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Ozark County Woman Acquitted of Murdering 16-Year-Old Daughter Months After They Reunited


Rebecca Ruud

A woman was acquitted of murdering her 16-year-old daughter. Rebecca Ruud, 39, had Savannah Leckie, 16, move back in with her years after giving her up for adoption to a close friend, but she ended up killing the girl and burning her body after subjecting her to physical abuse, say prosecutors in Ozark County, Missouri.

In this bench trial, Judge Calvin Ray Holden acquitted Ruud of murder in the first degree, abuse or neglect of a child, murder in the second degree, and tampering with evidence. But he did find her guilty of abandonment of a corpse.

Savannah Leckie

Savannah Leckie

She reported her child missing on July 20, 2017, but investigators discovered the teenager’s burnt remains on the mother’s farm the following Aug. 4. Savannah was reduced to merely a bag of bones, prosecutor Anthony Brown said. Citing jailhouse informants, the state said that Ruud admitted to drugging her daughter and burning the body while the teenager was still alive. Defense lawyer Yvette Renee Duvall dismissed the informants as making “fantastical stories.”

Brown said the murder followed a long-term pattern of the mother abusing the daughter by making her go through a hog pen, hosing her down outside, making her jump in a pond, and taking away her guinea pigs.

“This is indicative of a total disregard for humanity, for empathy, and compassion,” he said. He called Ruud a “possessed, evil person with evil intent.”

Ruud, a volunteer firefighter, concealed Savannah’s death and destroyed the body instead of contacting authorities, Brown said. This is proof of murder, he said.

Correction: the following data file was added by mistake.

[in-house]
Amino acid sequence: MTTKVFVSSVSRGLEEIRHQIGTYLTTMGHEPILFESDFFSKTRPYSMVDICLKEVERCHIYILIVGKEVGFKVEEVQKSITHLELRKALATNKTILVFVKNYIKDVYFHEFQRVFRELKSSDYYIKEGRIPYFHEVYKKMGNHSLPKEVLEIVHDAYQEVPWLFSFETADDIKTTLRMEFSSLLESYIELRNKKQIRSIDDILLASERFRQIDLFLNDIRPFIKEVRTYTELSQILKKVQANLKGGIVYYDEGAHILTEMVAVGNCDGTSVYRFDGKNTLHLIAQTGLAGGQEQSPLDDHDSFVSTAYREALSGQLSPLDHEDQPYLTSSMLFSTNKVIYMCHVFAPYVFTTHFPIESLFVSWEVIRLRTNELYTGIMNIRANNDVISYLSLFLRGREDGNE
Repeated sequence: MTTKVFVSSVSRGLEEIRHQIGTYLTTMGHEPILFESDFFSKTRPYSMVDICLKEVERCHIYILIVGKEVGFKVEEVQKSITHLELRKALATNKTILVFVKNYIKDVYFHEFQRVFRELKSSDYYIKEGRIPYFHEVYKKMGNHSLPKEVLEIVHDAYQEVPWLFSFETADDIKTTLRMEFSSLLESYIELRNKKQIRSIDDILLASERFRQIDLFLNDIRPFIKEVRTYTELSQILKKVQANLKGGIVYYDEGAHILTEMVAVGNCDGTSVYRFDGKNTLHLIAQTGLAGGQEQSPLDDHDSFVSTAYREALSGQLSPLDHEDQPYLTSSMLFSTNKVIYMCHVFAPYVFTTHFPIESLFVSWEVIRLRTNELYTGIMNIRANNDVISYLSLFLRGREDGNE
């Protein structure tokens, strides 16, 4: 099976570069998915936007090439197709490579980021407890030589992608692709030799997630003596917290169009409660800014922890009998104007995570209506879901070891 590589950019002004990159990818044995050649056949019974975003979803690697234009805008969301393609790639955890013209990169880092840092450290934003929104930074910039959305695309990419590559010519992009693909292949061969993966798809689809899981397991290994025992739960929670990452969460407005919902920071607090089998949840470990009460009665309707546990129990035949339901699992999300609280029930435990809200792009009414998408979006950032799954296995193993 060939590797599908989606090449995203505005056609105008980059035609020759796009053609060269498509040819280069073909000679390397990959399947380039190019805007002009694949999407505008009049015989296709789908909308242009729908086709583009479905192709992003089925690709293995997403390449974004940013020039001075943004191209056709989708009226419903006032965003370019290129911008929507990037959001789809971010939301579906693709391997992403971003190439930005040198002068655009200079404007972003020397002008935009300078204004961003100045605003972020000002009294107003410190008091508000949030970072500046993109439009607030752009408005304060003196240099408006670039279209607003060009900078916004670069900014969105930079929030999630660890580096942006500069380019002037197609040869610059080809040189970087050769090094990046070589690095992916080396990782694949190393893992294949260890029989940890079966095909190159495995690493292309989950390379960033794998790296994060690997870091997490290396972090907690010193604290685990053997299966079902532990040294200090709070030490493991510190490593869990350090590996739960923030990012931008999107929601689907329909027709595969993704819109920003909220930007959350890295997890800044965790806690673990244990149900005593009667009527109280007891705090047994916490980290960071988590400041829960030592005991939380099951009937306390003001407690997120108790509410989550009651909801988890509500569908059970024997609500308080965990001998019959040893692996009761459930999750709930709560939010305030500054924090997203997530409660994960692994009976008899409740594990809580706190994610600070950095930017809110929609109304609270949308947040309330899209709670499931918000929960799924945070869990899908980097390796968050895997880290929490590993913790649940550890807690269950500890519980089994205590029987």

“You’re a first responder,” he said. “A firefighter. You should know that.”

Suspicious behavior included Ruud peeing herself while investigators executed a search warrant, although authorities said she was free to go.

Defense lawyer Yvette Renee Duvall brought up Leckie’s mental health history. The teenager was hospitalized twice in 2016 for suicidal ideation, self-harm, and cutting. Leckie’s depression had increased dramatically.

Duvall asserted during opening statements that investigators immediately treated Leckie’s disappearance as a death investigation, not a missing person case. It was about thoughts and feelings instead of the evidence, the defense lawyer said.

Brown said evidence of suicidal ideation and depression was just a “snapshot” of Savannah’s life and it was from 2016, the year before her death.

“So none of these records that you see were records that were generated while Savannah was under the care of the defendant,” he said.

Leckie only brought up suicide because she wanted to get help, the prosecutor said. She said that she did not want to act on it.

[Images via Ozark County]

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